Summer Projects: Big Data Applications with Rainfall Estimates

This post is part of a series highlighting the summer projects from our office’s undergraduate research assistants. This post is by Geneva Ely, a recent graduate with degrees in Meteorology and Environmental Sciences.

From dialect maps to user-tailored Facebook ads, big data has been making the news rounds for the last couple years. These leaps in data crunching are due to computational storage and processing advancements. In general, it has become easier and even more convenient to store large amounts of data rather than throw it away! This summer I’ve been using big data computational techniques in order to bias correct a precipitation estimate data set called multi-sensor precipitation estimates, or MPE for short.

The typical size of an MPE grid cell, on a Google Maps background.

What is MPE?

MPE uses a combination of Doppler radar and National Weather Service-maintained hourly surface rain gauges to create a fine-resolution estimate of ground-level precipitation averaged over a 25 square kilometer area. The image to the left shows roughly how large an MPE grid cell is. It is small enough to fit comfortably within the Raleigh Beltline, but not fine enough scale to estimate the exact precipitation that might have fallen in your backyard. This might seem like quite a large area to measure precipitation over, and it is! That is why I’m using more station observations to try to make this square more representative of what we measure on the ground.

At the State Climate Office, we use MPE data to monitor drought, provide construction site rainfall estimates to the Department of Transportation, and supplement our decision support tools for farmers and gardeners.

What is Bias?

Bias is simply the difference between an observed and estimated value. To use an example, the bullseye on this dart board is the correct precipitation and the darts are MPE values for precipitation. Previous research out of our office indicates that MPE lands a little higher or lower than the correct precipitation depending on certain factors like precipitation rate and type. The difference between where these MPE “darts” are landing and the true precipitation bullseye is called the bias.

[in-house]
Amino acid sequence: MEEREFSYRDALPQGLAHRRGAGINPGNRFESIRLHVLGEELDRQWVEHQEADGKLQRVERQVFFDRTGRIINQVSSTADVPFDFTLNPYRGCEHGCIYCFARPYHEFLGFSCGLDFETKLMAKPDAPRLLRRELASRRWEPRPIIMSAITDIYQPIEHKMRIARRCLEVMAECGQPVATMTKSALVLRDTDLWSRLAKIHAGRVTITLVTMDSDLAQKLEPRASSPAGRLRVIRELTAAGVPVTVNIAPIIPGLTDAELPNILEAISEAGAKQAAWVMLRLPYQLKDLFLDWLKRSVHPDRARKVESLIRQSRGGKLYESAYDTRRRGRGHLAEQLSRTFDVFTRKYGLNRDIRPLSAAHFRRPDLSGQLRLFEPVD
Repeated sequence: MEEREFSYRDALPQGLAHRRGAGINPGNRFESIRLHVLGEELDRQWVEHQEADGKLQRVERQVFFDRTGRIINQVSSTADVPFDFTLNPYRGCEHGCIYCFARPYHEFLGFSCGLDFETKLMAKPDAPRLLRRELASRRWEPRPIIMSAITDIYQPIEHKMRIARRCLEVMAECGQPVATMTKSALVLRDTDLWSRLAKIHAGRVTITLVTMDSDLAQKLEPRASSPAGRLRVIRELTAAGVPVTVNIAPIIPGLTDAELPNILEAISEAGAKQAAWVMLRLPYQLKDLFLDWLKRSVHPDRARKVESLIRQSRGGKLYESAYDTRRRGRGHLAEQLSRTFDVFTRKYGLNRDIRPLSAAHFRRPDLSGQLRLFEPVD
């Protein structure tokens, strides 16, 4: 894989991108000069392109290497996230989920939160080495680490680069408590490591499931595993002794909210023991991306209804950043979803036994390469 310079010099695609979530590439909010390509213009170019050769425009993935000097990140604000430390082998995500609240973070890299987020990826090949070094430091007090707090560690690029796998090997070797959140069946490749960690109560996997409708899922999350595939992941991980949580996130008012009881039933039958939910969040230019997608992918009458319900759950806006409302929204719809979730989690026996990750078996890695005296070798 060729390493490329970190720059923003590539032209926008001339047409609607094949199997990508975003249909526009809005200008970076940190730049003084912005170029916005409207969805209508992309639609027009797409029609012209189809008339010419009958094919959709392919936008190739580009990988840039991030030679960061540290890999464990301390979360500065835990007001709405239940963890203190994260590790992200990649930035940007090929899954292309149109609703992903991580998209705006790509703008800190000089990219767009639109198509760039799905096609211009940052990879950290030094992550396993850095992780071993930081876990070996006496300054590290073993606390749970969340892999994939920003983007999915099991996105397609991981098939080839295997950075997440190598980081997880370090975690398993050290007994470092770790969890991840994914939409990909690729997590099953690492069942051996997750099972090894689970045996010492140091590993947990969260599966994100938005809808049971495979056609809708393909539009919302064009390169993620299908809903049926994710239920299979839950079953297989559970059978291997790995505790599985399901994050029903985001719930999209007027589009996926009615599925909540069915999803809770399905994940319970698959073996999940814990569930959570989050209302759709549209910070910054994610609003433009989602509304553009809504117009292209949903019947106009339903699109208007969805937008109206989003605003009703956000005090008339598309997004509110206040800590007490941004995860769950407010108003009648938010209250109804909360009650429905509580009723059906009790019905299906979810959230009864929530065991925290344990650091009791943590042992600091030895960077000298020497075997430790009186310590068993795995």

Bias correction is a fancy definition for the statistically based improvement of a value. I am using several different statistical techniques to try to get MPE on target. These statistical techniques create billion-number large-data structures that require large amounts of computer memory. This is one of the main struggles that big data computational techniques has helped me resolve!

The scatterplot above depicts the MPE values on the horizontal axis and the closest observed station precipitation on the horizontal axis recorded on June 7, 2013, also know as when Tropical Storm Andrea made her way across NC. Any dots that appear near the red line are examples of where the MPE value and the closest observed station precipitation are near equal. Dots that fall in the shaded green region are where MPE is under the observed precipitation, and dots that fall within the shaded yellow region are where MPE is above observed precipitation.

One of the reasons the plotted dots in this scatterplot are not all near the red line is because of the different densities between the two precipitation data sets. I am quantifying this data density induced error by using a geographically weighted logistic regression.

How this Helps

Results of the bias correction process are still in the computational and debugging phase and will likely be evaluated in the coming weeks. If results are favorable, this could improve the usefulness of the aforementioned tools. I explained this a bit more in a previous blog post. This is just one example of several ways in which we at the SCO are implementing the big data techniques you hear about on the news at a North Carolina-centric level.